Dog News

A Christmas Wish for a Two-Legged Dog

by Katherine

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If you ask Roo, the two-legged, 1-year-old black and white poodle/shih tzu mix from Cheyenne, Wyo., all he wants for Christmas is a home.

This energetic and lovable dog came to Black Dog Animal Rescue (BDAR) after spending some time at the Laramie Peak Humane Society in Douglas, Wyo.

Roo doesn’t have front legs due to a birth defect, but his disability does not stop him from enjoying life.

131211-RooAccording to BDAR, Roo’s motto is “No legs? No problem!”

“This little guy is a shining example of determination and adaptability. He is simply amazing!” states BDRA’s website. “His tail is always wagging and he always has a smile on his face. [Roo] gets around by hopping everywhere he goes. He follows his foster mom’s every move and when they get to where they’re going he either sits on his haunches or lies down until it’s time to get moving again.”

Roo ended up at the Laramie Peak Humane Society a month ago after his previous owners realized his special needs were something they could not take on.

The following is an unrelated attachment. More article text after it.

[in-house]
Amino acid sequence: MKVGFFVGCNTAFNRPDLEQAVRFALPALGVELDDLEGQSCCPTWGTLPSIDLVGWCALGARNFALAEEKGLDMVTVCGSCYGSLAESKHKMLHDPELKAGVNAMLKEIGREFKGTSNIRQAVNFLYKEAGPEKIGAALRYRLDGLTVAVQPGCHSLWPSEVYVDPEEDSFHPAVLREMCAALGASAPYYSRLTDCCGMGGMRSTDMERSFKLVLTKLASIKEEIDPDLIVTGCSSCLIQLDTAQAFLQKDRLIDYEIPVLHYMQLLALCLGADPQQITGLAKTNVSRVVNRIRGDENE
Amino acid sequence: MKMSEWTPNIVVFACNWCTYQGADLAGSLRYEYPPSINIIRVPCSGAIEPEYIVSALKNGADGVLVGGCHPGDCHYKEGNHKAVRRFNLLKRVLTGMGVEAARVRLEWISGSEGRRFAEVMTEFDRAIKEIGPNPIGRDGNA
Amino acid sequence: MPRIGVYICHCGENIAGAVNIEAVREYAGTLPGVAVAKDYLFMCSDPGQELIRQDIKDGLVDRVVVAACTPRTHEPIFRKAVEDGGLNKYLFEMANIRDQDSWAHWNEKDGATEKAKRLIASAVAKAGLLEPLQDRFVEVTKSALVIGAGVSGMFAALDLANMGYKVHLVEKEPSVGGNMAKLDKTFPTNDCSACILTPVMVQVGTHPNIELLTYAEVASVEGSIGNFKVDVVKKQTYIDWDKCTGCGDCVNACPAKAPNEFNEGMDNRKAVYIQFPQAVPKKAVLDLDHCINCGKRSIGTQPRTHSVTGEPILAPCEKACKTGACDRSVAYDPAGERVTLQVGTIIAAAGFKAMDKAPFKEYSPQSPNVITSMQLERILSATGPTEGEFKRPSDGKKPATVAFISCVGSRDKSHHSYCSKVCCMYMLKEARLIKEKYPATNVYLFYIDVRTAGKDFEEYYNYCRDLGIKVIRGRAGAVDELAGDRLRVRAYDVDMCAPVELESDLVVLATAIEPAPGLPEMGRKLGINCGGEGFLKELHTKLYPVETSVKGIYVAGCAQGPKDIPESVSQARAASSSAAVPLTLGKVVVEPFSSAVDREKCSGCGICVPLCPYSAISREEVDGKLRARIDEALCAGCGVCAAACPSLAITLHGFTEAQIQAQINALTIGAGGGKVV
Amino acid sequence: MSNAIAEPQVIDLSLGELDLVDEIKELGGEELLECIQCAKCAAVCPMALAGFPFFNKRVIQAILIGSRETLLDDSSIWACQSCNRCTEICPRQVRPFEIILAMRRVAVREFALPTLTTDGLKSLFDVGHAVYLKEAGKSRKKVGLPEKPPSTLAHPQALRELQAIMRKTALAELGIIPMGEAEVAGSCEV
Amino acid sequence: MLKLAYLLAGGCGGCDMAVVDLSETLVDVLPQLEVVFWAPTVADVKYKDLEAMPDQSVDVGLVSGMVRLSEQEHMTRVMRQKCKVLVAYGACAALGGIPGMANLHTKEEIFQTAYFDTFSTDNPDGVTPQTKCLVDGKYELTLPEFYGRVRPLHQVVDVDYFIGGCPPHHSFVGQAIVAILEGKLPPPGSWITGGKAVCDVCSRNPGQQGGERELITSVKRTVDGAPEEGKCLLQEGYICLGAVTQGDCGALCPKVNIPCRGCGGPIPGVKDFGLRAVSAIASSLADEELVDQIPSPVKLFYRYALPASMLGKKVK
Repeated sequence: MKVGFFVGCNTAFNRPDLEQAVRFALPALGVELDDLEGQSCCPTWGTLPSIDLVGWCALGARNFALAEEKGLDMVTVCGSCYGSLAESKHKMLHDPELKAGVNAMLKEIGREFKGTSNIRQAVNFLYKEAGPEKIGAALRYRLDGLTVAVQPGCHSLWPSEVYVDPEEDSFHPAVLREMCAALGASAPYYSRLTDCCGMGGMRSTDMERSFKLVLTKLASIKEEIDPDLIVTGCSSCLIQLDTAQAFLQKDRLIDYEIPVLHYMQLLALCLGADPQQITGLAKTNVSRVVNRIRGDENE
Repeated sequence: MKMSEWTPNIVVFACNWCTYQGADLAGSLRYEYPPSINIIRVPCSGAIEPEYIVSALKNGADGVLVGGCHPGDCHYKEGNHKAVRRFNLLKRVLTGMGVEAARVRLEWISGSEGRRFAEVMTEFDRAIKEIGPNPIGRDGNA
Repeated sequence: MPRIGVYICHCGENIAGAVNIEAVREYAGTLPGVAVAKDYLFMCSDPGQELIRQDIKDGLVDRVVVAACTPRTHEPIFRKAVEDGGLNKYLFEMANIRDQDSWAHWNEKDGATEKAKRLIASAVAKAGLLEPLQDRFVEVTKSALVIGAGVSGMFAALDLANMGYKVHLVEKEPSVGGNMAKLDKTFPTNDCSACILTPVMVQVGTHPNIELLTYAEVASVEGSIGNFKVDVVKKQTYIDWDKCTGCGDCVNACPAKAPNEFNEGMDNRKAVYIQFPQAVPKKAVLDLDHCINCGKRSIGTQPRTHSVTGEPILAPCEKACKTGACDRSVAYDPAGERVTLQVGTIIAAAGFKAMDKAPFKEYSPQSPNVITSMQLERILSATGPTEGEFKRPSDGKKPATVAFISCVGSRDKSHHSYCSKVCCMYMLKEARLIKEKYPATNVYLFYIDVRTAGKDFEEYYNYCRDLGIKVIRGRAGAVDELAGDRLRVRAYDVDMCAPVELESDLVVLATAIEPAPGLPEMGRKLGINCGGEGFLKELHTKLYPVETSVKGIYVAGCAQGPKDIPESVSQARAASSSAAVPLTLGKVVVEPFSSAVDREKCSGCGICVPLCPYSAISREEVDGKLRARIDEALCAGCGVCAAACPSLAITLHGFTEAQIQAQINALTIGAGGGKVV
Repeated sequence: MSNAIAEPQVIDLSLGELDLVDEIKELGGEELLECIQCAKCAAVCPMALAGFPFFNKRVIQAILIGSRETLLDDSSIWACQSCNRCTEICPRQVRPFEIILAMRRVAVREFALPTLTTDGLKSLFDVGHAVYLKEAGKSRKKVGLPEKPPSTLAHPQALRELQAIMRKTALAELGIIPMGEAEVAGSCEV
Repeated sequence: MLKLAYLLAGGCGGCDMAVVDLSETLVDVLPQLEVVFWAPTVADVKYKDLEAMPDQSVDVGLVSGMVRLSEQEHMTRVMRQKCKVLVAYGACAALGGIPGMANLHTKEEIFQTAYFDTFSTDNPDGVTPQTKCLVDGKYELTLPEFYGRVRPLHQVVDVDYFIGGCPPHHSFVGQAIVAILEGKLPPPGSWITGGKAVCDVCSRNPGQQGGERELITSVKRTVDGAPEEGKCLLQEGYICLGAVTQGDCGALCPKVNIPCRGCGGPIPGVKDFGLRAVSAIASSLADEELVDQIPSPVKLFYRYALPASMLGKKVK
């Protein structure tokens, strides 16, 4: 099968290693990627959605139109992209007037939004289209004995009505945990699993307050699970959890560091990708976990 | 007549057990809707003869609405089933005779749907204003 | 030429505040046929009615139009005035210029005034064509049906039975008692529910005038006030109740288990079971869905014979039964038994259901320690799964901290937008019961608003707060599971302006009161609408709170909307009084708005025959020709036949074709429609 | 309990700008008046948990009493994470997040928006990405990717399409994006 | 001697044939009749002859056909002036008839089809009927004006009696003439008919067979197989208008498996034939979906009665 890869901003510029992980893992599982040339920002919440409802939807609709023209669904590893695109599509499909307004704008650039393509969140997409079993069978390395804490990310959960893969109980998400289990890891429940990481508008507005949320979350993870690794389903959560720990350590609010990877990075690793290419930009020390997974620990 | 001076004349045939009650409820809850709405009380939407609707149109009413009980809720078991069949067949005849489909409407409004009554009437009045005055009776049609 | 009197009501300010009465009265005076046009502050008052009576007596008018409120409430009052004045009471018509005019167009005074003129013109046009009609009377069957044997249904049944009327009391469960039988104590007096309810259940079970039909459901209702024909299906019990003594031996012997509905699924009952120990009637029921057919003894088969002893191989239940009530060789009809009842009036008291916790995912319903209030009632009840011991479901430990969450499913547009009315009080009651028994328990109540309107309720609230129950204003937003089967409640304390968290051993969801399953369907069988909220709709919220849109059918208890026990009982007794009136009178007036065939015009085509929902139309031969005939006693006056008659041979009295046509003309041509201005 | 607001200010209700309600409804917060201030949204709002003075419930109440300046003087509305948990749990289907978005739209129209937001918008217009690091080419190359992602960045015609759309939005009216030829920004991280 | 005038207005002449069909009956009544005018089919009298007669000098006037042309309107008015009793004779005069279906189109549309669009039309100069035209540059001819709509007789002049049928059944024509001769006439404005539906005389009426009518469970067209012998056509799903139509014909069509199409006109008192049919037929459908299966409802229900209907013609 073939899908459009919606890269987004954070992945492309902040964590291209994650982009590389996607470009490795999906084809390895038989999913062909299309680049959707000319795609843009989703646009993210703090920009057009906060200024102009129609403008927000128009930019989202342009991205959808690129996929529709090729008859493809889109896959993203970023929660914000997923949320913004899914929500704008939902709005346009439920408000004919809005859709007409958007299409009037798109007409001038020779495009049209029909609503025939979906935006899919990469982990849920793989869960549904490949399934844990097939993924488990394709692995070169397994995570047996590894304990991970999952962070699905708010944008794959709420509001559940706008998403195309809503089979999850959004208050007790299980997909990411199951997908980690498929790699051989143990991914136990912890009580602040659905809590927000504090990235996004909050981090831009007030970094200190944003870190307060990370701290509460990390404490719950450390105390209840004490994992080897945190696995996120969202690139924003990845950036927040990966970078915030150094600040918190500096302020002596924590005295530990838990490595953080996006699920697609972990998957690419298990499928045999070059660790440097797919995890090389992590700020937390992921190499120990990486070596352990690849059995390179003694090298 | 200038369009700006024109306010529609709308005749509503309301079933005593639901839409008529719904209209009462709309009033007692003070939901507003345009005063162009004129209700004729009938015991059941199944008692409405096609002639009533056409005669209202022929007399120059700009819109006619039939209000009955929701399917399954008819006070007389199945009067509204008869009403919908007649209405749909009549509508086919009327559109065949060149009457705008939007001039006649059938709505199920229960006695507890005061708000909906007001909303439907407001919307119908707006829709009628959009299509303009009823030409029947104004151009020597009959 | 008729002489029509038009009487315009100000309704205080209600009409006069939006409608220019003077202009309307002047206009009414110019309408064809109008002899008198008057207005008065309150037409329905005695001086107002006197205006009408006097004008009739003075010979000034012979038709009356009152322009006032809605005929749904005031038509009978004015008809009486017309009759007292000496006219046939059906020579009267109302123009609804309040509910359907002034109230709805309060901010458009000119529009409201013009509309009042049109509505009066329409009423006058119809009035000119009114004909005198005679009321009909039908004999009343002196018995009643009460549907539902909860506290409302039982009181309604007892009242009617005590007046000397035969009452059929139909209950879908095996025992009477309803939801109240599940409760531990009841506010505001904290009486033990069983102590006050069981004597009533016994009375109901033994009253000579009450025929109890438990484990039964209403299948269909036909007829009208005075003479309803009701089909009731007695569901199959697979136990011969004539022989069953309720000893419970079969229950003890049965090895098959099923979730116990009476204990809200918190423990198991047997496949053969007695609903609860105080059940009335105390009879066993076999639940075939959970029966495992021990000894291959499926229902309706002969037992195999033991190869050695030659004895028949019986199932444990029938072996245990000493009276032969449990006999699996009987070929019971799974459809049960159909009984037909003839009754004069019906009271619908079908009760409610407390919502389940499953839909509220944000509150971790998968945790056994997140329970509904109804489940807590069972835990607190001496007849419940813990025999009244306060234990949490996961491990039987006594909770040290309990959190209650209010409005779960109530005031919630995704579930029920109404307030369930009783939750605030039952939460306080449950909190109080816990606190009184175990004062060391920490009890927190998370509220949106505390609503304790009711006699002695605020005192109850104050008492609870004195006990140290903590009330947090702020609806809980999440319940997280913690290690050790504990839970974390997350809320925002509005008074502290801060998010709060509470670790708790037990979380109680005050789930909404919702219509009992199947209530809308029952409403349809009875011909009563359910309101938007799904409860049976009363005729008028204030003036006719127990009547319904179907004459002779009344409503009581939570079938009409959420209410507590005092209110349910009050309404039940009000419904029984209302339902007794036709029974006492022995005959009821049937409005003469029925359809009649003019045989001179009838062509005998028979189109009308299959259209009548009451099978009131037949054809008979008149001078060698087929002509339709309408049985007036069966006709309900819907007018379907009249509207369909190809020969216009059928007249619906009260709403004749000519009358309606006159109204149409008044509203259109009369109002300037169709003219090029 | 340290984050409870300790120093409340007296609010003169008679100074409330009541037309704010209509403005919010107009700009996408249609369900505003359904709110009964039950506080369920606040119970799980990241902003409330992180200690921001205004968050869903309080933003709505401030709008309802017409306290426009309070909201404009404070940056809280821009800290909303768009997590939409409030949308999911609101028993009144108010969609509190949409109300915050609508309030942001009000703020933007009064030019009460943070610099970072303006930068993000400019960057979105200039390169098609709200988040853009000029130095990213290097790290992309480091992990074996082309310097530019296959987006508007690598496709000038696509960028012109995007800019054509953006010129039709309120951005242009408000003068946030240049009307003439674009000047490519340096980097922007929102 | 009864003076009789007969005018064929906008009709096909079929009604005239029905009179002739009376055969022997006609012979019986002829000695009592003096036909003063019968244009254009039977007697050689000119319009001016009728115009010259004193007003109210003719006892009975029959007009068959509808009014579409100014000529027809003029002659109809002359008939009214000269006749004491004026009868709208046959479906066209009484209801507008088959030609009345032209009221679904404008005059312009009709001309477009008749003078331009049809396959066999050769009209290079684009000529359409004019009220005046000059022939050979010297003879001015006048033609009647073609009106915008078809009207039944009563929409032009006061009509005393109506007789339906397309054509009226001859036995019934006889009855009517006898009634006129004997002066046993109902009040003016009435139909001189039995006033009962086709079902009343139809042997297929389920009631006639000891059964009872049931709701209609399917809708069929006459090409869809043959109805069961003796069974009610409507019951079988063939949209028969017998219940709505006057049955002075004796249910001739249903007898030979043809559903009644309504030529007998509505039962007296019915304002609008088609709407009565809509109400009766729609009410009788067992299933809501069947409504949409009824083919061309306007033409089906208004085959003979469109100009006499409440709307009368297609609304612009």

Fortunately for Roo, he was placed into foster care immediately. His foster parents, Emilee Intlekofer and her husband Casey have fostered other dogs before and say that Roo a delightful pet.

“I’ve had harder cases, like separation anxiety and things like that,” Intlekofer told Wyoming News. “Roo’s not difficult, he’s just different. He’s real cuddly and sweet, his tail’s always wagging, and he doesn’t feel sorry for himself.”

Despite having just two legs, Roo is able to do what most four-legged dogs do.

“To eat and drink, Roo bends at a 90 degree angle and holds himself that way with his ‘abs of steel,'” said DBRA. “When he uses the restroom, he does all his business standing straight up and he never soils himself.”

The only thing Roo needs help with is when it comes to climbing up or down stairs.

“I have to carry him up and down stairs,” said Intlekofer.

The ideal family for Roo will be one that is willing to dedicate a lot of time to work with this lovable dog. Roo is still not 100% potty trained but he is working on that. He also suffers from separation anxiety, but this is very common in dogs that have been moved around from home to home at a young age.

“We want to make sure whoever takes him home understands there’s the possibility other things could come up later in his lifetime as a result of this,” Britney Wallesch, BDRA founder, told Wyoming News.

If you are looking to grant a homeless dog a Christmas wish this year, consider adopting Roo or any one BDRA pet. Visit their website at and fill out an application. Please know that BDRA’s adoption program is 100 percent volunteer-run, therefore follow-up time can take longer than with a standard shelter adoption.